Making sleep space for overnighters

INSIDE ADVICE

June 30, 1991|By Rose Bennett Gilbert | Rose Bennett Gilbert,Copley News Service

Q: We've taken a tiny house at the lake and we have a huge list of people we'd love to have visit. Most are families, so they could share rooms. The trouble is, we have only two bedrooms and a large living-dining room. On a tight budget, how can we provide sleeping space for as many overnighters as possible?

A: Steal a few ideas from a pro like interior designer Margot Gunther, ASID, whose own vacation home we show in the photo. Her sitting room has a traditional elegance at first glance, but look again: You'll see how accommodating, literally, a room can be without losing its charm.

Bedding down. The sofa flips into a queen-size bed. The window seat is comfortably cushioned to sleep one adult or two children. The chaise accommodates another child. There's a second convertible sofa in the enclosed sun porch (not seen here), so all told, seven people can put up for the night, seven friendly people, that is.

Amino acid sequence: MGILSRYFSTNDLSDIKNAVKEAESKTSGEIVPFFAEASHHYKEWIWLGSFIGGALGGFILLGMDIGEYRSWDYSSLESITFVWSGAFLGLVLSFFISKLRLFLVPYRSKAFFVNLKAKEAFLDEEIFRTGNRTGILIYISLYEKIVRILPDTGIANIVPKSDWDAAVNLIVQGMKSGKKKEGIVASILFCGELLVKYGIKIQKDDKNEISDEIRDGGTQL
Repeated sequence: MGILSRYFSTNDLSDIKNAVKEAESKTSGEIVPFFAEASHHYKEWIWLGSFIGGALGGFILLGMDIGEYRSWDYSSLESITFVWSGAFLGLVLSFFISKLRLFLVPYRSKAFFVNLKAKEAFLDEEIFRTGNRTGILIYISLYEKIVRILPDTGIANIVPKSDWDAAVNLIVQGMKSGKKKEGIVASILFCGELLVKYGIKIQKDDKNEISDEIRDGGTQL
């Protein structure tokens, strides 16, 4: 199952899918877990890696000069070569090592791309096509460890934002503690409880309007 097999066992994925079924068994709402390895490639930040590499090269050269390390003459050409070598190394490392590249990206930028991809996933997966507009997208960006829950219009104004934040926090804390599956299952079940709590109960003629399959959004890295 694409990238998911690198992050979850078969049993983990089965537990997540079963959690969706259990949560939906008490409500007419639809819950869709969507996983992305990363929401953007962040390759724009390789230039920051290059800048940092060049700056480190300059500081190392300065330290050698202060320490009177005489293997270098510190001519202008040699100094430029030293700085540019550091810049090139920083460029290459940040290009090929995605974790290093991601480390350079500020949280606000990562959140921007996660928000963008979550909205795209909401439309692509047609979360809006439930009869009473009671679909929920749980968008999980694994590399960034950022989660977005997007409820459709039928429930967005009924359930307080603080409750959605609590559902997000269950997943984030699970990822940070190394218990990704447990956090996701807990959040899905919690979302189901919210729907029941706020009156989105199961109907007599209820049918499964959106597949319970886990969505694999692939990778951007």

Other practicalities. The sisal rug is inexpensive and carefree. All fabrics are protected by soil -- and stain-repellent finishes (in this case, by Dupont Teflon). The cocktail table hides sheets and blankets by day.

It's an old sea captain's chest, by the way, which is appropriate: Ms. Gunther's second home is a 300-year-old house in Nantucket, Mass., thought to have belonged to the captain of a whaling ship.

There's a romantic view of Nantucket's harbor from these second-floor windows. The harbor still bustles these days, but with pleasure sailors and yachts, no whalers.

Rose Bennett Gilbert is the author of five books on interior design, associate editor of Country Decorating and a contributing writer to other publications in the field. Send questions to Inside Advice, Maryland Living, The Sun, Baltimore, Md. 21278.

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